Archive: If at First You Don't Succeed ...
BY Mike Hofman
Before his 57 Varieties propelled him to entrepreneurial glory, H.J. Heinz was in a financial pickle.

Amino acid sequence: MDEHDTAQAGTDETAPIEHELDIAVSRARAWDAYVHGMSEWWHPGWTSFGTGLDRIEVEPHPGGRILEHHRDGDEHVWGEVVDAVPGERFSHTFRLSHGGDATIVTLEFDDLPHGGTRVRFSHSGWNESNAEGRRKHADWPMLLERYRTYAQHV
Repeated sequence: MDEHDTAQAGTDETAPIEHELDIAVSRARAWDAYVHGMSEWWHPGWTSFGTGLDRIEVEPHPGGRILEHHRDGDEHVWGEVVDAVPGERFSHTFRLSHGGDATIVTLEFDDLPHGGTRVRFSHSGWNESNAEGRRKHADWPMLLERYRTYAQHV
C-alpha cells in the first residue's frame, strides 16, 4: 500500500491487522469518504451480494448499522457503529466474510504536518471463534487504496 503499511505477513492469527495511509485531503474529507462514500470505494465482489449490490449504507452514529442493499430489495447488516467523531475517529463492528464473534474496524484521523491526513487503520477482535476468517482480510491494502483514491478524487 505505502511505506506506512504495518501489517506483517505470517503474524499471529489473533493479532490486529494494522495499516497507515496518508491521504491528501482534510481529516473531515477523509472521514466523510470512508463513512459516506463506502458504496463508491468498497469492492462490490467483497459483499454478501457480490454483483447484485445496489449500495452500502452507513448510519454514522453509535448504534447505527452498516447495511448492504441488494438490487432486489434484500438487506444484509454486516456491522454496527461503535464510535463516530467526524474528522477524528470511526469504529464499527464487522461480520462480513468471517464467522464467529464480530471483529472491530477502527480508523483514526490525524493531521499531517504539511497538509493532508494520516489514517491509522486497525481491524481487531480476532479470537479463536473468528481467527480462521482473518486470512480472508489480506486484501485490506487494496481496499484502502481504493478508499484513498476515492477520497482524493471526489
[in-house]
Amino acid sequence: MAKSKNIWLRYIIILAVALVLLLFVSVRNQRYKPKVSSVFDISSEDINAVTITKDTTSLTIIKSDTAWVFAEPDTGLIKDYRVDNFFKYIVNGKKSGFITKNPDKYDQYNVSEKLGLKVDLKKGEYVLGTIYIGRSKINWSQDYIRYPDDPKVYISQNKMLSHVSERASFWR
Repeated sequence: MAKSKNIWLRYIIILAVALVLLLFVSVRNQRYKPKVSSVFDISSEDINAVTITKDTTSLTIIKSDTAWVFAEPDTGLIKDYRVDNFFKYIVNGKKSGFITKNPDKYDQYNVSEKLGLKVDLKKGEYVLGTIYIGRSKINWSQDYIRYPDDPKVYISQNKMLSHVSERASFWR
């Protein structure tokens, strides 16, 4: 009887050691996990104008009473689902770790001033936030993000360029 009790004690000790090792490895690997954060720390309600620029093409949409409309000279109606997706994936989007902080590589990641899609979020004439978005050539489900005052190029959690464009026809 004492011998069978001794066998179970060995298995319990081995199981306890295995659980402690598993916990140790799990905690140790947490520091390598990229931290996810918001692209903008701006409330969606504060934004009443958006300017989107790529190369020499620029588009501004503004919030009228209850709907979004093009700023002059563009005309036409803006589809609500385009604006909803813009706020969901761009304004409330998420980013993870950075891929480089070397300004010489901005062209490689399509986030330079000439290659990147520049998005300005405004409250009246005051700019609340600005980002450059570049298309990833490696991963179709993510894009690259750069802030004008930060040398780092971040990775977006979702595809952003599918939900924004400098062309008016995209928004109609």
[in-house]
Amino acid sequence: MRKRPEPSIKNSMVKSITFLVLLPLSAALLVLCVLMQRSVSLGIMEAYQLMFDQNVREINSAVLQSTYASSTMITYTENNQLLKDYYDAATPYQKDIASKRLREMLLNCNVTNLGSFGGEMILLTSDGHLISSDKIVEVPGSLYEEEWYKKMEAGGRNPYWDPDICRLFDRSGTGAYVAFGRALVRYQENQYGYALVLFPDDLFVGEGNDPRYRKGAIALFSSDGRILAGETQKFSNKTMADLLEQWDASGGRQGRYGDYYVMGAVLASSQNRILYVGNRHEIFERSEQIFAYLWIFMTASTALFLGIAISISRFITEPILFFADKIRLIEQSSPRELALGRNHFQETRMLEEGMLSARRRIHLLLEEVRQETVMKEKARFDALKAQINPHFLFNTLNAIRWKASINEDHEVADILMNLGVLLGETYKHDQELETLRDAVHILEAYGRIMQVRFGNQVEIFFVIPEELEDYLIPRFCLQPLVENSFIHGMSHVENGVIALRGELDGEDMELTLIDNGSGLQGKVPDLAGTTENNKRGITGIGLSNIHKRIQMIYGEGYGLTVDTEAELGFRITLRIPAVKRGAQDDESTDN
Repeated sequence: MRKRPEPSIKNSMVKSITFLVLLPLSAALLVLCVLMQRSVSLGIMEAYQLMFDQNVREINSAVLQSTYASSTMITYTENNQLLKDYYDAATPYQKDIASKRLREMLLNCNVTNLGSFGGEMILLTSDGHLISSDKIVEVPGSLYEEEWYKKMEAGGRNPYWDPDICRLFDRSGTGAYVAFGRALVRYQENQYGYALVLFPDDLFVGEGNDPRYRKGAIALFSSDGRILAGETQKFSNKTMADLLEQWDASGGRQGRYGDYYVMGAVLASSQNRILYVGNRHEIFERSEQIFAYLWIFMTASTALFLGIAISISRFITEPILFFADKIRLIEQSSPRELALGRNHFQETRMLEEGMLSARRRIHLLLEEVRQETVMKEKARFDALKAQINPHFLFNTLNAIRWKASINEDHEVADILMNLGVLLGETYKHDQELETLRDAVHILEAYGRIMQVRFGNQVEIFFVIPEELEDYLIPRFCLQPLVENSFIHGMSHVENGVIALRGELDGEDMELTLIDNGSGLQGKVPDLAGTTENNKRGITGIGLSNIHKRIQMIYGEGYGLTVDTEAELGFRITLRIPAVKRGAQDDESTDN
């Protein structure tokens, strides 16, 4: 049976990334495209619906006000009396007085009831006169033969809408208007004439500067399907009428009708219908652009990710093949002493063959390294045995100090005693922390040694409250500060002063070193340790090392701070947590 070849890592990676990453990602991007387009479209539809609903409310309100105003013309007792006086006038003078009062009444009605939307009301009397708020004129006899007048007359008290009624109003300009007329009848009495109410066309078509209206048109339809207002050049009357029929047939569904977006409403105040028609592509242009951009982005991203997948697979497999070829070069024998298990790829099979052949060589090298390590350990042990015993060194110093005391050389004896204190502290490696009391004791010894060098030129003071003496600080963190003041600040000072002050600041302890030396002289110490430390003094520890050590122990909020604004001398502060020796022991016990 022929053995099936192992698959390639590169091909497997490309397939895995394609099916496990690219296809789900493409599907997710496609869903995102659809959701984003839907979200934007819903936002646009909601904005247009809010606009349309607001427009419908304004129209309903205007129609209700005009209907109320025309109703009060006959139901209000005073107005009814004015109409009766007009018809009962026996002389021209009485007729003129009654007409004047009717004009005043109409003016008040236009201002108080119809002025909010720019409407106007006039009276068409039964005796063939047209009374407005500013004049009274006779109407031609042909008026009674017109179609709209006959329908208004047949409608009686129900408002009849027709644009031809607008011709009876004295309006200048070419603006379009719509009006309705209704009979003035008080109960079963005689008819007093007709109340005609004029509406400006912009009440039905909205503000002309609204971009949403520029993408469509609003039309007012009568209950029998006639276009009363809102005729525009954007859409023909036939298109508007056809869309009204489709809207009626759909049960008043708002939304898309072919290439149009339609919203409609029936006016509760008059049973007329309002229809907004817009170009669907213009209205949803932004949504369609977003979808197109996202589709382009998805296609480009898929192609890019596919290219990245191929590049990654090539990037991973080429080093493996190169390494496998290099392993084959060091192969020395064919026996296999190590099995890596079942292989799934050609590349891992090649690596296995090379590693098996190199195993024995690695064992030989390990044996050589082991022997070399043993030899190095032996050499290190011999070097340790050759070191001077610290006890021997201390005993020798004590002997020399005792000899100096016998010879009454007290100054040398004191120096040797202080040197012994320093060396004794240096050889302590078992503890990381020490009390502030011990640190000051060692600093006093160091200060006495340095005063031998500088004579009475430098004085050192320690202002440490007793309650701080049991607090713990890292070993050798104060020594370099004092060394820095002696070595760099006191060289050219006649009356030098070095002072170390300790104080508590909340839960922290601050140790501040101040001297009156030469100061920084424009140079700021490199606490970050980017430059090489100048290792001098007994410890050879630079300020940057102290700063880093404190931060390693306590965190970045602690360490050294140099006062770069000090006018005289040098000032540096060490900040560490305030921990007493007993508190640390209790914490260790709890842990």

H.J. Heinz is best known for amassing a fortune of 57 Varieties, but, in fact, the king of condiments was all but washed up at the tender age of 31. In November 1875 he wrote that he was $2,000 in debt and had "not a penny to meet it with." Soon after, Heinz's company was bankrupt and a newspaper tartly dubbed him and his partners a "Trio in a Pickle." The failure must have galled Heinz given that, except for cash flow, his company was booming. The cucumber harvest of '75 had been a bumper crop, and sales were growing apace. Indeed, the reason Heinz couldn't pay his bills was that he had expanded capacity without first lining up enough financing. After the company imploded, Heinz ended up personally liable for at least $20,000. Undaunted, he launched a second food company the very next year. Adding a ketchup product line -- and careful cash management -- made the difference this time, propelling Heinz to entrepreneurial glory.